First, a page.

08 July 2011


Marx’s Capital Volume 1, Part 3


In his 1863 plan for the work, Karl Marx proposed to begin Volume 1 of Capital with “1.  Introduction.  Commodity.  Money.” In the published version, four years later, an additional short item – Exchange – was introduced between Commodity and Money.

This is a helpful, short, readable chapter that manages to revise the definition of Commodity and the description of its implications given in the preceding chapter, while prefiguring the definition of Money that arrives in Chapter 3.

This chapter on Exchange is a useful summary. In that regard it is typical of this work. Marx takes care in Capital, Volume 1, to allow the reader to rest at intervals and re-look at the material in a different way, or to show the new parts in relation to the whole.

He begins this chapter on Exchange by saying, of commodities:

“In order that these objects may enter into relation with each other as commodities, their guardians must place themselves in relation to one another, as persons whose will resides in those objects, and must behave in such a way that each does not appropriate the commodity of the other, and part with his own, except by means of an act done by mutual consent.”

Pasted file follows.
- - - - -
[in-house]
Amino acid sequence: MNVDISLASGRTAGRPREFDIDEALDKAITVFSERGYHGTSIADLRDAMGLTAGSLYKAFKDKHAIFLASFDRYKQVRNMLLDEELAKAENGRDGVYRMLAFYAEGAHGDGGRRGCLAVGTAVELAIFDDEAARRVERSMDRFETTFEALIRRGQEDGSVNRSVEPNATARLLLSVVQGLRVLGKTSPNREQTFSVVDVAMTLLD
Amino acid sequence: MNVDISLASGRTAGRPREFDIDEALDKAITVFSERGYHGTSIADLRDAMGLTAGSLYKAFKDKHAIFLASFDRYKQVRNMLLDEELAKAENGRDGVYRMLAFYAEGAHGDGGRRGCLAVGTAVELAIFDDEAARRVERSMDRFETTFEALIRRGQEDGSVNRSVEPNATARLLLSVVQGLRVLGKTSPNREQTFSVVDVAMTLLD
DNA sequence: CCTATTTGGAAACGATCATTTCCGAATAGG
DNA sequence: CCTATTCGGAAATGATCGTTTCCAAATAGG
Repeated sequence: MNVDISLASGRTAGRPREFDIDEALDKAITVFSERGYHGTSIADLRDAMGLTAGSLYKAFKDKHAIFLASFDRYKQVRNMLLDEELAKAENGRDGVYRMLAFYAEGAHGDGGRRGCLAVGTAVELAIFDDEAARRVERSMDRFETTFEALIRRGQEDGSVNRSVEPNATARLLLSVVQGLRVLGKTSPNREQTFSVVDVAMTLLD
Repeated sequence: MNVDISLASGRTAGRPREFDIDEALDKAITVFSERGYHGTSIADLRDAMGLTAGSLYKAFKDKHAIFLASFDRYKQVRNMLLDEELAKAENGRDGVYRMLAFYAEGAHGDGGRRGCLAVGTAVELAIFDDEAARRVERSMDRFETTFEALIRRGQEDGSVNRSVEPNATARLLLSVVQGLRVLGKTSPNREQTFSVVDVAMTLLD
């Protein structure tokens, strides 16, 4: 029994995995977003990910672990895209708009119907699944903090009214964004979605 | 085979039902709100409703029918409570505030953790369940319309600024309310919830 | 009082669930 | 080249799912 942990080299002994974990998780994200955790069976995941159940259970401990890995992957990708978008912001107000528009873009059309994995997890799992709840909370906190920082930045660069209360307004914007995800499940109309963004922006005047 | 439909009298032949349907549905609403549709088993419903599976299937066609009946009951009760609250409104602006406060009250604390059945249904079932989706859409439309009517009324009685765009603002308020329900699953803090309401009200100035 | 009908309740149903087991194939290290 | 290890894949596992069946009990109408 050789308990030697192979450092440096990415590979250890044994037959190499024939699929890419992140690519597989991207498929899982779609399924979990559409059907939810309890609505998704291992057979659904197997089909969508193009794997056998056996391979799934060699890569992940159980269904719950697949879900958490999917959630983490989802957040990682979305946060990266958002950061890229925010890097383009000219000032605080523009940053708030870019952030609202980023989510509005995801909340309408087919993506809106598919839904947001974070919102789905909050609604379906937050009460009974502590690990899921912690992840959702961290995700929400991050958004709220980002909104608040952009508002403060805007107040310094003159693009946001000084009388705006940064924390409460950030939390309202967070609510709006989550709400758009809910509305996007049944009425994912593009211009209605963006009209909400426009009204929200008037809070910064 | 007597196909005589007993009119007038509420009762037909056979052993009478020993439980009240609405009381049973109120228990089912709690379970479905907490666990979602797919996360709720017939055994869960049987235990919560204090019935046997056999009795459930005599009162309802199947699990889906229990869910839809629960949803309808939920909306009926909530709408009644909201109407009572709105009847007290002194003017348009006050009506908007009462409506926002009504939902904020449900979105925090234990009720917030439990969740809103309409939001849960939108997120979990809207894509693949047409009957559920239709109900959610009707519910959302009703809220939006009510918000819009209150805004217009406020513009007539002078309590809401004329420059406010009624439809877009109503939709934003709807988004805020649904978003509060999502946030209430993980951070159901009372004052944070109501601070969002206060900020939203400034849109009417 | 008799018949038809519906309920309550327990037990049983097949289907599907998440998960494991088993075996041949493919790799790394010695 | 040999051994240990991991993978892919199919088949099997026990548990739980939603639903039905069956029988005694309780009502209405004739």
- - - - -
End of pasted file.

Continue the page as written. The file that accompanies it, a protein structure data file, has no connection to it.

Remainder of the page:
“In the course of our investigation we shall find, in general, that the characters who appear on the economic stage are but the personifications of the economic relations that exist between them.

“All commodities are non-use-values for their owners, and use-values for their non-owners. Consequently, they must all change hands.

“At the same rate, then, as the conversion of products into commodities is being accomplished, so also is the conversion of one special commodity into money.

What appears to happen is, not that gold becomes money, in consequence of all other commodities expressing their values in it, but, on the contrary, that all other commodities universally express their values in gold, because it is money. The intermediate steps of the process vanish in the result and leave no trace behind.”

The section of Chapter 3 on Price is included in this week’s download.

Please download and read the text via the following link:

Further reading: